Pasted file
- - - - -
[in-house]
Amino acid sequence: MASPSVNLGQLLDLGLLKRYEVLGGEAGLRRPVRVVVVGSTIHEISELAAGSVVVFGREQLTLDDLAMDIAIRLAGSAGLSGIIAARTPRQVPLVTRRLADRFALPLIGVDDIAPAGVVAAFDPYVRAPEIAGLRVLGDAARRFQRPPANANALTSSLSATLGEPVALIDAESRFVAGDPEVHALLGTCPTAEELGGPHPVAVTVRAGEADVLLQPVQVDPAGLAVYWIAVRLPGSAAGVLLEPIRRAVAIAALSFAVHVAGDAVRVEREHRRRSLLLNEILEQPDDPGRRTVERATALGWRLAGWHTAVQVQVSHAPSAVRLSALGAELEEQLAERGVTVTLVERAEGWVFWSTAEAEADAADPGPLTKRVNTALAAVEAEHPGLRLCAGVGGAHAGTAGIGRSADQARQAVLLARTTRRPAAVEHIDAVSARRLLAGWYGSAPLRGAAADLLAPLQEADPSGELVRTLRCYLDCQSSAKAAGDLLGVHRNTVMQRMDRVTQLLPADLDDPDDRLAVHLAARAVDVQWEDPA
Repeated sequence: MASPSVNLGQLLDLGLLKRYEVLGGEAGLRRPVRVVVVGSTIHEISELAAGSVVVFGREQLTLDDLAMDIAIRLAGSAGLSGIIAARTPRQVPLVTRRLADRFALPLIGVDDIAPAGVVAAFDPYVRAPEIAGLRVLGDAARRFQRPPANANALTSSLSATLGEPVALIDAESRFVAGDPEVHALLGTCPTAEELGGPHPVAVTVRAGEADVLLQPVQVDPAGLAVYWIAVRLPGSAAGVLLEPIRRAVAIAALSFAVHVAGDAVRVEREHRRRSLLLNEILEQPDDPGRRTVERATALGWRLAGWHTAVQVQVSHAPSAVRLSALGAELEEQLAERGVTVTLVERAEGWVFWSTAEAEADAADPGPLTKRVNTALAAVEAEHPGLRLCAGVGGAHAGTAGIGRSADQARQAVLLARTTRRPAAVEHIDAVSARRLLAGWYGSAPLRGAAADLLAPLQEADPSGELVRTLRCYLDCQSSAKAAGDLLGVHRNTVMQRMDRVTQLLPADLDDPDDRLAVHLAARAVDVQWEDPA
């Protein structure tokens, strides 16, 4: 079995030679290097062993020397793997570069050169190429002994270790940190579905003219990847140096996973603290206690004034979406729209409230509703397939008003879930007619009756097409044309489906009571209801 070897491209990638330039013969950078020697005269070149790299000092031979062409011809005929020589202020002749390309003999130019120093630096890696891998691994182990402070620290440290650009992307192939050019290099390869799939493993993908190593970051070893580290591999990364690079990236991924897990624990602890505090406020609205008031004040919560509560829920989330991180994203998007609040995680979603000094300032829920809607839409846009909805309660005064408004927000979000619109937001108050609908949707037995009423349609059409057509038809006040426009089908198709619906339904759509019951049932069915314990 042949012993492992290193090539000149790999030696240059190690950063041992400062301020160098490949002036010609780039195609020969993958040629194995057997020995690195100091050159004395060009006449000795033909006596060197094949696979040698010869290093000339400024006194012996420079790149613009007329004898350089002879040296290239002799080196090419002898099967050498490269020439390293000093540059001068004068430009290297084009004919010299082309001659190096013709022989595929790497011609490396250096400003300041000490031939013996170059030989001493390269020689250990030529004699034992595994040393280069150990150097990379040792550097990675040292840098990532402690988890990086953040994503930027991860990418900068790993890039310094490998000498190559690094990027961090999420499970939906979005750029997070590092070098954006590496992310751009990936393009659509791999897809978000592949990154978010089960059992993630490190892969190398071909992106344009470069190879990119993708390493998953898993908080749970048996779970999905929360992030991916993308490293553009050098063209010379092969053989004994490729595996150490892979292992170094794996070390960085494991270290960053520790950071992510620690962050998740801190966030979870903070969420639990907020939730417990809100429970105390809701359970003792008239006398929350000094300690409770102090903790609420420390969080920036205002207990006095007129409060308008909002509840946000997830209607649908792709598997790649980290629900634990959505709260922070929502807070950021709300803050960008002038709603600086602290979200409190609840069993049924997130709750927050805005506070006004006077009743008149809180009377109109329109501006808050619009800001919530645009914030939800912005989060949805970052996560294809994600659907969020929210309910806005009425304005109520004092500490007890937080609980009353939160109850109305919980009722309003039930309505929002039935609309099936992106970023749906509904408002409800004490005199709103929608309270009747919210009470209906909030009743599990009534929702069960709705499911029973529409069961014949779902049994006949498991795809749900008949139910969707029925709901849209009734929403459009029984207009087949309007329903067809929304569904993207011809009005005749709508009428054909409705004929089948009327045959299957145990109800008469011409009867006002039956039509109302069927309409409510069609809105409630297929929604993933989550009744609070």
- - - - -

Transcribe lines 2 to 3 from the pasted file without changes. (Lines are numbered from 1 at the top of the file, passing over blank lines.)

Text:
Amino acid sequence: MASPSVNLGQLLDLGLLKRYEVLGGEAGLRRPVRVVVVGSTIHEISELAAGSVVVFGREQLTLDDLAMDIAIRLAGSAGLSGIIAARTPRQVPLVTRRLADRFALPLIGVDDIAPAGVVAAFDPYVRAPEIAGLRVLGDAARRFQRPPANANALTSSLSATLGEPVALIDAESRFVAGDPEVHALLGTCPTAEELGGPHPVAVTVRAGEADVLLQPVQVDPAGLAVYWIAVRLPGSAAGVLLEPIRRAVAIAALSFAVHVAGDAVRVEREHRRRSLLLNEILEQPDDPGRRTVERATALGWRLAGWHTAVQVQVSHAPSAVRLSALGAELEEQLAERGVTVTLVERAEGWVFWSTAEAEADAADPGPLTKRVNTALAAVEAEHPGLRLCAGVGGAHAGTAGIGRSADQARQAVLLARTTRRPAAVEHIDAVSARRLLAGWYGSAPLRGAAADLLAPLQEADPSGELVRTLRCYLDCQSSAKAAGDLLGVHRNTVMQRMDRVTQLLPADLDDPDDRLAVHLAARAVDVQWEDPA
Repeated sequence: MASPSVNLGQLLDLGLLKRYEVLGGEAGLRRPVRVVVVGSTIHEISELAAGSVVVFGREQLTLDDLAMDIAIRLAGSAGLSGIIAARTPRQVPLVTRRLADRFALPLIGVDDIAPAGVVAAFDPYVRAPEIAGLRVLGDAARRFQRPPANANALTSSLSATLGEPVALIDAESRFVAGDPEVHALLGTCPTAEELGGPHPVAVTVRAGEADVLLQPVQVDPAGLAVYWIAVRLPGSAAGVLLEPIRRAVAIAALSFAVHVAGDAVRVEREHRRRSLLLNEILEQPDDPGRRTVERATALGWRLAGWHTAVQVQVSHAPSAVRLSALGAELEEQLAERGVTVTLVERAEGWVFWSTAEAEADAADPGPLTKRVNTALAAVEAEHPGLRLCAGVGGAHAGTAGIGRSADQARQAVLLARTTRRPAAVEHIDAVSARRLLAGWYGSAPLRGAAADLLAPLQEADPSGELVRTLRCYLDCQSSAKAAGDLLGVHRNTVMQRMDRVTQLLPADLDDPDDRLAVHLAARAVDVQWEDPA